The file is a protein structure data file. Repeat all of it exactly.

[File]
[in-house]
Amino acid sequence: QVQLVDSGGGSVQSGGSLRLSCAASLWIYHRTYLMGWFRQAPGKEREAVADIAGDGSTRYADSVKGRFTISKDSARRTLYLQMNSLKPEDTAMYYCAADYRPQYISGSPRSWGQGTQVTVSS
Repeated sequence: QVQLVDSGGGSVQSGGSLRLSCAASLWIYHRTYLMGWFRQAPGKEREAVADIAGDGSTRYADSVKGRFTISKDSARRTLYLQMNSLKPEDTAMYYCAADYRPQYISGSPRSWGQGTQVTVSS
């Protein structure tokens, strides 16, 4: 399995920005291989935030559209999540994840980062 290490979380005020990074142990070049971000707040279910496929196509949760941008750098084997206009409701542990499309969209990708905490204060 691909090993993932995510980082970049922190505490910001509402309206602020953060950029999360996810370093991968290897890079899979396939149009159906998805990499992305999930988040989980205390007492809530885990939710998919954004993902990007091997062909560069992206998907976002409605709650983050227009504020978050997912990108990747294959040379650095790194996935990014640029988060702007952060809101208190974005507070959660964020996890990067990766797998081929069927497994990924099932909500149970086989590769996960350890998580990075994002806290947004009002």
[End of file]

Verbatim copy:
[in-house]
Amino acid sequence: QVQLVDSGGGSVQSGGSLRLSCAASLWIYHRTYLMGWFRQAPGKEREAVADIAGDGSTRYADSVKGRFTISKDSARRTLYLQMNSLKPEDTAMYYCAADYRPQYISGSPRSWGQGTQVTVSS
Repeated sequence: QVQLVDSGGGSVQSGGSLRLSCAASLWIYHRTYLMGWFRQAPGKEREAVADIAGDGSTRYADSVKGRFTISKDSARRTLYLQMNSLKPEDTAMYYCAADYRPQYISGSPRSWGQGTQVTVSS
């Protein structure tokens, strides 16, 4: 399995920005291989935030559209999540994840980062 290490979380005020990074142990070049971000707040279910496929196509949760941008750098084997206009409701542990499309969209990708905490204060 691909090993993932995510980082970049922190505490910001509402309206602020953060950029999360996810370093991968290897890079899979396939149009159906998805990499992305999930988040989980205390007492809530885990939710998919954004993902990007091997062909560069992206998907976002409605709650983050227009504020978050997912990108990747294959040379650095790194996935990014640029988060702007952060809101208190974005507070959660964020996890990067990766797998081929069927497994990924099932909500149970086989590769996960350890998580990075994002806290947004009002």